Abstract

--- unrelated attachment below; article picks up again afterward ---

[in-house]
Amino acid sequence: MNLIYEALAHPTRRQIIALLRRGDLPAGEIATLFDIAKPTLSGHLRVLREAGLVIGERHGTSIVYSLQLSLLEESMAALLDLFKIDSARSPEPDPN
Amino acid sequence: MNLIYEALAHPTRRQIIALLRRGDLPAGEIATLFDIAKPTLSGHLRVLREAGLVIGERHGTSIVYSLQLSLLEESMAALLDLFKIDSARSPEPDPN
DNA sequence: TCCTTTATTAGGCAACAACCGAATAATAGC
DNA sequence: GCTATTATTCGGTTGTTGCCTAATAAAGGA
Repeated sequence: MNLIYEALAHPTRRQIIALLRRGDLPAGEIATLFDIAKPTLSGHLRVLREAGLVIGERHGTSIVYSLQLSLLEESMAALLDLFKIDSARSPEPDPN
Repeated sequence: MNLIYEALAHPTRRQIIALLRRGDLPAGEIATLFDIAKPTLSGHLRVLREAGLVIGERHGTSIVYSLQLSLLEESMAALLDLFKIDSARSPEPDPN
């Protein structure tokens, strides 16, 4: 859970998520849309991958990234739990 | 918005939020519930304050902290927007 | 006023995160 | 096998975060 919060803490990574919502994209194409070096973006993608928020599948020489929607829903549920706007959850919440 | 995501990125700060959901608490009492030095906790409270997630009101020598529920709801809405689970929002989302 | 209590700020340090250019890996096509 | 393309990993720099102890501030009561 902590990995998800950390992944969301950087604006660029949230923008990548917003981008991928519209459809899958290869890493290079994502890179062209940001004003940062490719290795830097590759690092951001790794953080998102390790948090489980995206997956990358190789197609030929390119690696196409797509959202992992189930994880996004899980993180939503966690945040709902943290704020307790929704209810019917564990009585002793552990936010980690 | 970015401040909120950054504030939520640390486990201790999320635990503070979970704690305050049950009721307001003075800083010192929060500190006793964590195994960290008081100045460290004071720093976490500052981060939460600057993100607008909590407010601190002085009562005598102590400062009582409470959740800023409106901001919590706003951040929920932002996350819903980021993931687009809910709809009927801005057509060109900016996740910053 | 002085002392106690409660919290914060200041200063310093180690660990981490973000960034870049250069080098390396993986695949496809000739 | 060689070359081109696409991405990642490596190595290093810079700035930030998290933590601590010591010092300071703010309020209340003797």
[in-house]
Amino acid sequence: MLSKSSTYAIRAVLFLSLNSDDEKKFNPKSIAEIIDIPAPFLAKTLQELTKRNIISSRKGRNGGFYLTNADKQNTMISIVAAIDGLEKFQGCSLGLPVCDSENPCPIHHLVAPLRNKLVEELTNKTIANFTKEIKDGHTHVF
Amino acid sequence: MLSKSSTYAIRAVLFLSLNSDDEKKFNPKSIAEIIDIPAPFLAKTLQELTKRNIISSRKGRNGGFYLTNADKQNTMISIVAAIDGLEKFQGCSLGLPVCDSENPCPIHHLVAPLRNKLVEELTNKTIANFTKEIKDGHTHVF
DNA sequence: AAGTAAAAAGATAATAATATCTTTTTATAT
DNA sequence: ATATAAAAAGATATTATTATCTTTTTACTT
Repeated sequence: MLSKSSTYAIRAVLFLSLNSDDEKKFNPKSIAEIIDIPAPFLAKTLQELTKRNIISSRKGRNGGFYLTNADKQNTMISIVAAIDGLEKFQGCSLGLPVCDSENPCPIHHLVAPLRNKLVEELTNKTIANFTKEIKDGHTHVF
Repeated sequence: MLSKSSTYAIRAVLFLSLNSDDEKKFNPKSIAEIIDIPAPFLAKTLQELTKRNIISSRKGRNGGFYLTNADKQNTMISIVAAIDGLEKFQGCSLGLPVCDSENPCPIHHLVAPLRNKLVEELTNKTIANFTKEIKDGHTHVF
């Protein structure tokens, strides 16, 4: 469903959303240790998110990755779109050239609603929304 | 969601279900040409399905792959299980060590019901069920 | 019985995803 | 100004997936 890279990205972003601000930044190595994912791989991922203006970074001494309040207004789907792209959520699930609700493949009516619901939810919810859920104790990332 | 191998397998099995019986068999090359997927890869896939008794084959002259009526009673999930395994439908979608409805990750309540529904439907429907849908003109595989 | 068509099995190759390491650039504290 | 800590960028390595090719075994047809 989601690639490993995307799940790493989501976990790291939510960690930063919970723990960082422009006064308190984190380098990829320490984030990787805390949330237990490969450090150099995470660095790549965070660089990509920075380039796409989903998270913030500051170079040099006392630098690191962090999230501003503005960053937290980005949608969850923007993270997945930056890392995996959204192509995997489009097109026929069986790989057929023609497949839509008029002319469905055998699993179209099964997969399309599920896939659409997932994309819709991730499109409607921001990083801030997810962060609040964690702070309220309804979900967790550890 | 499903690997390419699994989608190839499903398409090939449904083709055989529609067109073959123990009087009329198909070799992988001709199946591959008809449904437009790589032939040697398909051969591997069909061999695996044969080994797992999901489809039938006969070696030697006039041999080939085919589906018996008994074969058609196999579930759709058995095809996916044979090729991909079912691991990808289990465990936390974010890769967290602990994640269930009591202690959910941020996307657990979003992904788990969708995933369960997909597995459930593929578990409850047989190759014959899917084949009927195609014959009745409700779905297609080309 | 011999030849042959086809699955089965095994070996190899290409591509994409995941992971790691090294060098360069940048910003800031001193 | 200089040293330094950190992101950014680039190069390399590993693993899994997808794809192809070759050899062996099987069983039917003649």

The stratigraphy and morphology of alluvial terraces in the lower Porcupine Valley permit the definition of twelve river stages, each marked by distinctive surface characteristics, sediment composition, and regional gradient. Terraces that exhibit characteristics suggestive of extremely high discharge, such as coarse, bouldery, braided gravel surfaces and intense scouring, formed-at times when the Porcupine River at the Ramparts acted as an overflow outlet for glacial lakes in northern Yukon Territory which had been impounded by the Lauren-tide ice sheet. Terraces capped by sediment suggestive of relatively low discharge meandering streams, and which were strongly affected by Coleen River drainage, probably formed when glacial-lake overflow did not occur. Ten radiocarbon dates on alluvial sediments from the lower Porcupine River range from greater than 35,000 to 2,350 ± 55 yr B.P. When combined with geomorphologic interpretations on terraces in Alaska and with radiocarbon dates from northern Yukon Territory, these dates suggest repeated glaciolacustrine innundations of the Old Crow and Bluefish Basins during Wisconsinan time.

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